Resurrecting Capcom’s Kabuki

About a dozen old Capcom arcade titles were designed to run on a custom CPU. It was called the Kabuki, and although most of the core was a standard Z80, a significant portion of the die was dedicated to security. The problem back then was arcade board clones, and when the power was removed from a Kabuki CPU, the memory contents of this security setup were lost, the game wouldn’t play, and 20 years later, people writing emulators were tearing their hair out.

Now that these games are decades old, the on-chip security for the Kabuki CPU is a problem for those who have taken up the task of preserving these old games. However, now these CPUs can be decuicided, programming the chip and placing them in an arcade board without losing their memory contents.

Earlier we saw [ArcadeHacker] a.k.a. [Eduardo]’s efforts to resurrect these old CPUs. He was able to run new code on the Kabuki, but to run the original, unmodified ROMs that came in these arcade games required hardware. Now [ArcadeHacker] has it.

The setup consists of a chip clip that clamps over the Kabuki CPU. With a little bit of Arduino code, the security keys for original, unmodified ROMs can be flashed, put into the arcade board (where the contents of the memory are backed up by a battery), and the clip released. [ArcadeHacker] figures this is how each arcade board was programmed in the factory.

If you’re looking for an in-depth technical description of how to program a Kabuki, [ArcadeHacker] has an incredibly detailed PDF right here.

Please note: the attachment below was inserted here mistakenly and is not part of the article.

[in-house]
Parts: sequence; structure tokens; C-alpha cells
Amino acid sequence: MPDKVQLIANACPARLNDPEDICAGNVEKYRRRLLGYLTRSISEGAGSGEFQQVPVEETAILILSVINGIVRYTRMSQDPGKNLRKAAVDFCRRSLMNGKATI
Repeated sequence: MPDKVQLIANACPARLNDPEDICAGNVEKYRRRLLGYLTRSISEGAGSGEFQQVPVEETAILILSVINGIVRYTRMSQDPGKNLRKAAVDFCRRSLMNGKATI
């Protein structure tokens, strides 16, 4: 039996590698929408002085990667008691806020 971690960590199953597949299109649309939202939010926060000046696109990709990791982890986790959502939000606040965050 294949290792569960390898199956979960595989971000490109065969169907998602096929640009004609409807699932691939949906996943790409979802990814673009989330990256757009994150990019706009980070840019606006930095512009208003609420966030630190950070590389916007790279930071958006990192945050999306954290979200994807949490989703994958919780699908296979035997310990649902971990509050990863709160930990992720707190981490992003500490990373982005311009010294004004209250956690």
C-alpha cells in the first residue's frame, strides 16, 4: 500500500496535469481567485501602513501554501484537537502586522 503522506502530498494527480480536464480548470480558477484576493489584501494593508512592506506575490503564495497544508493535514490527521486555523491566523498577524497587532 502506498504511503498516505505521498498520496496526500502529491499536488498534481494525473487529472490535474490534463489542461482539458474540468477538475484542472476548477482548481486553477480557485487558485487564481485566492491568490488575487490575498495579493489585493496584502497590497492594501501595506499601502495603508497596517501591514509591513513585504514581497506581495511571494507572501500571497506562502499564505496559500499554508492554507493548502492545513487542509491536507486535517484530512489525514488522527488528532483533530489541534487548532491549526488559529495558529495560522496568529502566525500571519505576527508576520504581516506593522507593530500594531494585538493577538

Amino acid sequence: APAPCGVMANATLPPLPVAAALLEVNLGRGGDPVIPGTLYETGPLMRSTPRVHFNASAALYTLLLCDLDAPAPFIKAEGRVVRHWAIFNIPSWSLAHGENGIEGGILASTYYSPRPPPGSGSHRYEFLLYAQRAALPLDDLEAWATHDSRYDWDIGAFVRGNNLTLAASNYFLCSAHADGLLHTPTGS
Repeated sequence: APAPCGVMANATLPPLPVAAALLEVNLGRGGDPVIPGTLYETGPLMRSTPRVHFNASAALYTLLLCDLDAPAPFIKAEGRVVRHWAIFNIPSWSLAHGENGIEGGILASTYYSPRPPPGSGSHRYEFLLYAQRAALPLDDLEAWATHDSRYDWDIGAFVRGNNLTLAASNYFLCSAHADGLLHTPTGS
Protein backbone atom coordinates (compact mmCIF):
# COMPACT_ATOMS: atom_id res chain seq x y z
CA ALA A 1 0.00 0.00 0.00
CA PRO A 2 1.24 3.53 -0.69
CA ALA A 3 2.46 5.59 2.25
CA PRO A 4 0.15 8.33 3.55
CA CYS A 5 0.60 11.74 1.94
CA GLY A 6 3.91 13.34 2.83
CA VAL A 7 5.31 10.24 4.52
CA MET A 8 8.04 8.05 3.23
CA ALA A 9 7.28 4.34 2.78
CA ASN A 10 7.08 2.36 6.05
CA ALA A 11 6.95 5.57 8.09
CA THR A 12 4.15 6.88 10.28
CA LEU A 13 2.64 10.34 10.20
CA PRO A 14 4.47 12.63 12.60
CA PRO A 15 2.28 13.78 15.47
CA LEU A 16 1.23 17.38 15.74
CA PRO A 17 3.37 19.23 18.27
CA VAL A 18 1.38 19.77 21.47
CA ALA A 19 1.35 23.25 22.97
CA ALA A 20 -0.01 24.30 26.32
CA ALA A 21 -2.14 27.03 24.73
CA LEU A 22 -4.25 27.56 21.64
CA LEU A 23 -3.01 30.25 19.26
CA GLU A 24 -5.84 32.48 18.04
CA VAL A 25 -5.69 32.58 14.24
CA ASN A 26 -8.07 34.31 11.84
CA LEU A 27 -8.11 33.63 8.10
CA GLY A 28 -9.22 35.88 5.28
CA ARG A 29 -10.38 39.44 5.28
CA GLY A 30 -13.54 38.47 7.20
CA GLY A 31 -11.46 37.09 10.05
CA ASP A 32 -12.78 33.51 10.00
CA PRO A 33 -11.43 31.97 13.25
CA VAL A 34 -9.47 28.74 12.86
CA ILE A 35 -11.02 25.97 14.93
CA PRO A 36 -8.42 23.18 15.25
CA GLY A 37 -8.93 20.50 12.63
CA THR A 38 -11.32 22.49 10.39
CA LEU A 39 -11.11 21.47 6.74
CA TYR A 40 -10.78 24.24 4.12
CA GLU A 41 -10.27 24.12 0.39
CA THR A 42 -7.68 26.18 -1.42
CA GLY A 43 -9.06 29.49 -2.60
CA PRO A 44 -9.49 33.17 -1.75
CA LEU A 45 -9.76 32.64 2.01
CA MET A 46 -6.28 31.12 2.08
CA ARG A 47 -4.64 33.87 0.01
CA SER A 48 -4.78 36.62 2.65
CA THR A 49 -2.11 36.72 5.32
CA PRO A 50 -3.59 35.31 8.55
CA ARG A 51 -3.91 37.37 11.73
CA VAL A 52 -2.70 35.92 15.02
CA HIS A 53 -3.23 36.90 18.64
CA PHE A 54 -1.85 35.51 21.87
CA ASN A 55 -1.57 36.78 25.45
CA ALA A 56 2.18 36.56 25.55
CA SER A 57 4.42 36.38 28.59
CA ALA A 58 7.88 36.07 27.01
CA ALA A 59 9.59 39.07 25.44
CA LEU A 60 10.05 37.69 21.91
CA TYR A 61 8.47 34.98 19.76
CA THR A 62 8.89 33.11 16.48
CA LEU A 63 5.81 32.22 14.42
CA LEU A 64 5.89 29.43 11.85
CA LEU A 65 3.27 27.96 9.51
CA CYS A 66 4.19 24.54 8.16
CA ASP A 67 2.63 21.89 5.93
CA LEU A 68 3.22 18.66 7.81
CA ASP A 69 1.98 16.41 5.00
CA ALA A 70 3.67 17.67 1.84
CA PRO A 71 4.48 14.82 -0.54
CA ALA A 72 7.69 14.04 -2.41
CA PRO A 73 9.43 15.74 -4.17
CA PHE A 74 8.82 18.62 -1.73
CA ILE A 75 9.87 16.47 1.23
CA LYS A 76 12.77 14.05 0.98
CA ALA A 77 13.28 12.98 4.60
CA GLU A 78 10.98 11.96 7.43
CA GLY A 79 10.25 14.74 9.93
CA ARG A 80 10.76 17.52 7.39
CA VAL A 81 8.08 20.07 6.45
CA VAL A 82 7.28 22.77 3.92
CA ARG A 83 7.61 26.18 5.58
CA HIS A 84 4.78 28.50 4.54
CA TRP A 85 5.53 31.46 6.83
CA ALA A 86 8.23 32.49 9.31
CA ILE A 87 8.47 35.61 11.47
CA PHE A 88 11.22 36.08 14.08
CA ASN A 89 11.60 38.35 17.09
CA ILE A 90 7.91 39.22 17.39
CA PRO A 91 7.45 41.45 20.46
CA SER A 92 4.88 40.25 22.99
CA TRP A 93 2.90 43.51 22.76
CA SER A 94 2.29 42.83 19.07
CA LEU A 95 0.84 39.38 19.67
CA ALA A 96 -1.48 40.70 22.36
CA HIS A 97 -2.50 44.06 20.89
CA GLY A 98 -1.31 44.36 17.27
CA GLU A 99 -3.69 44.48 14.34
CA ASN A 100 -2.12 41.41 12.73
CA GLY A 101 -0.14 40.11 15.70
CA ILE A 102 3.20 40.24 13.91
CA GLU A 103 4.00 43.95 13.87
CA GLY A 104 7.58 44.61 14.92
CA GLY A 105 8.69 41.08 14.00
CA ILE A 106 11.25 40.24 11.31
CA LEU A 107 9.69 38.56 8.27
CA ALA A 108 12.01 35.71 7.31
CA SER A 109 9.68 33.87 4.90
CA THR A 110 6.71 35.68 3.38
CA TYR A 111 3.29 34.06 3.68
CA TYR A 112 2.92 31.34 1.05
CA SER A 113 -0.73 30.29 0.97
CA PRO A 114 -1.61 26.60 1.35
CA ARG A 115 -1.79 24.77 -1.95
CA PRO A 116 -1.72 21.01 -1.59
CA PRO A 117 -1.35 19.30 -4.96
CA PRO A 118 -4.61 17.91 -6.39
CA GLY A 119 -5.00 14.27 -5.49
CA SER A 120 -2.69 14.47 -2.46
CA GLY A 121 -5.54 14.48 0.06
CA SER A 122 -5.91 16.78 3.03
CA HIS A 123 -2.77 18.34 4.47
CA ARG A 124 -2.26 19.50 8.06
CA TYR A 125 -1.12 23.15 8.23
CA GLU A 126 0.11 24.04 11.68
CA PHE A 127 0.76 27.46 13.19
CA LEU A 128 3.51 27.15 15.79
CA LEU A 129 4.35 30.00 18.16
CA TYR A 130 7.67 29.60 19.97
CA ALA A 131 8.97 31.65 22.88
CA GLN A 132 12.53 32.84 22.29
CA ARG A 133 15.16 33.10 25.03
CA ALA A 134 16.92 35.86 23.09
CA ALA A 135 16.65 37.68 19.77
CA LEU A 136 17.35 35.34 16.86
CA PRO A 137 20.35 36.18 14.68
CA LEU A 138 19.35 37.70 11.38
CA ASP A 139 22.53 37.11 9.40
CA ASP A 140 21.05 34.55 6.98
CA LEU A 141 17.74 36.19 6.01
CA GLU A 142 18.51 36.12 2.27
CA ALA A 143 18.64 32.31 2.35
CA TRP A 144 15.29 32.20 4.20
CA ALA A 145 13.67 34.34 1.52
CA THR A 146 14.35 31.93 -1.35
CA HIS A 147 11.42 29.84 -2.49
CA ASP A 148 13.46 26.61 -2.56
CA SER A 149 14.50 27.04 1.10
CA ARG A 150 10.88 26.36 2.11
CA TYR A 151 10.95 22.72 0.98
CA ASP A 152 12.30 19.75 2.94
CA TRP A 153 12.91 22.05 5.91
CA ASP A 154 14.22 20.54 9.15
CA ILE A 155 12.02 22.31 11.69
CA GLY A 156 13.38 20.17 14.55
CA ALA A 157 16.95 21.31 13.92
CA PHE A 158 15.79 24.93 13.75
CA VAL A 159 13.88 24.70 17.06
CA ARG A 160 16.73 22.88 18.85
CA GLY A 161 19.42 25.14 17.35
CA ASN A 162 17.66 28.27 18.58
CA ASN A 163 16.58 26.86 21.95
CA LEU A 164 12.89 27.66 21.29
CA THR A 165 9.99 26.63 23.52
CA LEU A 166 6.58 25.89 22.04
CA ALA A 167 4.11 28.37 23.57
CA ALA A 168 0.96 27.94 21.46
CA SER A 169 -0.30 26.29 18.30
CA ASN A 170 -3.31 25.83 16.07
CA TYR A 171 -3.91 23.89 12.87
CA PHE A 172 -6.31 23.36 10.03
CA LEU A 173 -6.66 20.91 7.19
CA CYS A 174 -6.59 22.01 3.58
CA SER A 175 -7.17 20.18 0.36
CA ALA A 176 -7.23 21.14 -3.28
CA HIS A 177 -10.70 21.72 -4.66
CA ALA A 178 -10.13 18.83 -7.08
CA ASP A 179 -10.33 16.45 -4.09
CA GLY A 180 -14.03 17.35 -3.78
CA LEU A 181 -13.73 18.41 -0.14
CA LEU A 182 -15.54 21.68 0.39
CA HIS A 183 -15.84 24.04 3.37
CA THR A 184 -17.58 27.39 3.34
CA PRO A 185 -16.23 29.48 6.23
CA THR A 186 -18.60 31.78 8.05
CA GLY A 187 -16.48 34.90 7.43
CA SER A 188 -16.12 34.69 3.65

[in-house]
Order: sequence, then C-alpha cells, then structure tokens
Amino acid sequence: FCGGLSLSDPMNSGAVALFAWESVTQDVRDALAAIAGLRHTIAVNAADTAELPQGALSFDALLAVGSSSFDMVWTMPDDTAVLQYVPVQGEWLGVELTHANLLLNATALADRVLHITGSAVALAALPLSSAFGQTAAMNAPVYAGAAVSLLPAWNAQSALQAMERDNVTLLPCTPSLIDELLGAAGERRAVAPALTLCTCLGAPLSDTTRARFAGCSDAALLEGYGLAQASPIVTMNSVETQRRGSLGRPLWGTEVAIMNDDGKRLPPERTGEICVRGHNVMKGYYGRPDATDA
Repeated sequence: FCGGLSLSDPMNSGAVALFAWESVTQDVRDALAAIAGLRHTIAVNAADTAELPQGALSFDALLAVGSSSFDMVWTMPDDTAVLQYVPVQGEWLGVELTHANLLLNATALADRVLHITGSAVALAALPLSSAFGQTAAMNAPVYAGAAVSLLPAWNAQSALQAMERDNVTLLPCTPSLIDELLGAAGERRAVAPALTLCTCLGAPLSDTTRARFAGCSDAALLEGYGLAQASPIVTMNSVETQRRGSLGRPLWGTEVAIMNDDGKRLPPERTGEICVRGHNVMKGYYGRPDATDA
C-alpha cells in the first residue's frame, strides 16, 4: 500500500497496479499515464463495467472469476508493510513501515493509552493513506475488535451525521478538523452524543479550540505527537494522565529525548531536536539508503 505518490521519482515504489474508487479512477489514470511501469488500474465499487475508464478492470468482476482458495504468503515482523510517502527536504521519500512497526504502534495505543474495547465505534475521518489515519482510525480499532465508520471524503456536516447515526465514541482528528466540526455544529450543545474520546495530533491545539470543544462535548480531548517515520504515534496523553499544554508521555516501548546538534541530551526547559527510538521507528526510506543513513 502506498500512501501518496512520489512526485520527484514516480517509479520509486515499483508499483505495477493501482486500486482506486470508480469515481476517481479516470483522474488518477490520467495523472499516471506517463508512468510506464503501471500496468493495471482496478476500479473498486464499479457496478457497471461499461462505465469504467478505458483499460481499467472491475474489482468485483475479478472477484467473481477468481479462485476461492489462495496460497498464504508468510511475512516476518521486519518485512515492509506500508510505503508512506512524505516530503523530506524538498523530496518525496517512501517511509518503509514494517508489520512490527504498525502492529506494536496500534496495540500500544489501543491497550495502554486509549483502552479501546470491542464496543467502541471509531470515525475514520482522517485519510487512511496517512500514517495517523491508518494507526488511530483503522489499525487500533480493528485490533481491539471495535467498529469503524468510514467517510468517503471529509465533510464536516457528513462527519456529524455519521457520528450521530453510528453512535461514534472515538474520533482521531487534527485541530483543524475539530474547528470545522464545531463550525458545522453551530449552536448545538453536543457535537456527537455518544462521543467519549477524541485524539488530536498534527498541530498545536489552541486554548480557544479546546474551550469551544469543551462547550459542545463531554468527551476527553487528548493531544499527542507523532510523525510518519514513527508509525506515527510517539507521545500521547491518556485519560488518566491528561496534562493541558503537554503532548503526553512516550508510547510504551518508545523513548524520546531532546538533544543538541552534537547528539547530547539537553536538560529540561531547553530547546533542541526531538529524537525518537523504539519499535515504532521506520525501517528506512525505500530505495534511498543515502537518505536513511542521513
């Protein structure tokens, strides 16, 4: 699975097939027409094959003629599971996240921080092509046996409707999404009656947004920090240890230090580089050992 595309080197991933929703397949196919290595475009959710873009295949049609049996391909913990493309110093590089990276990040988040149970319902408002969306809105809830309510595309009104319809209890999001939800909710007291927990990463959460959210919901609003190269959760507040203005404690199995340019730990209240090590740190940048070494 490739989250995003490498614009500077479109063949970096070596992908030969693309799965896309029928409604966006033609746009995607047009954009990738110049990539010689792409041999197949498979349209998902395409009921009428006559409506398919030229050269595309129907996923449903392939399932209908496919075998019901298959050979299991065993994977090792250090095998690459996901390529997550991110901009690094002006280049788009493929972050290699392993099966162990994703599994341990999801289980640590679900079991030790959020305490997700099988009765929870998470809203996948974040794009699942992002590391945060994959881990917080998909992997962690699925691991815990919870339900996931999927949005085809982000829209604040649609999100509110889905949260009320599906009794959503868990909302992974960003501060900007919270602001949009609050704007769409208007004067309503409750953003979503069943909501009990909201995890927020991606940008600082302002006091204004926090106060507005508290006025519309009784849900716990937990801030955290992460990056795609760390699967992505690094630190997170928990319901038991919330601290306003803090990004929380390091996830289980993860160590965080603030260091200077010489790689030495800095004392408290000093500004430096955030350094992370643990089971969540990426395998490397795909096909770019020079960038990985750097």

31 thoughts on “Resurrecting Capcom’s Kabuki

  1. I love how language adapts in those kind of niche subjects. Of course, “suicide” is a noun. “This CPU is now suicide” makes it an adjective. “The CPU suicides” and it becomes a verb. And “desuicide” is a entirely new word sparkling with meaning. Lovely.

        1. [ArcadeHacker] didn’t, the entire arcade machine enthusiast community did. There are quite a lot of arcade games other than the ones that use the Kabuki CPU that rely on secret keys preserved by a battery.

  2. He needs to take more care handling those vintage boards and chips like that. Without wearing an ESD strap at all times, there will inevitably be mysterious failures somewhere down the line, and that foam is a big no-no.

  3. Does anyone else think it is incredible that he discovered the security key by examining the logic gates in the actual chip? It makes sense, but man, thats some tenacity! Great PDF by the way.

  4. This device in the article is totally not needed. The kabuki is a custom Z80 cpu. It can be replaced with a standard Z80 and decrypted roms. You will also need to remove resistor 33 and the battery as well and remove pin 30 on h14 and jumper it to pin 27. Then jumper a few more places that I can’t remember off the top of my head. This will work for all kabuki boards. Here is a video of a kabuki I brought back from the dead

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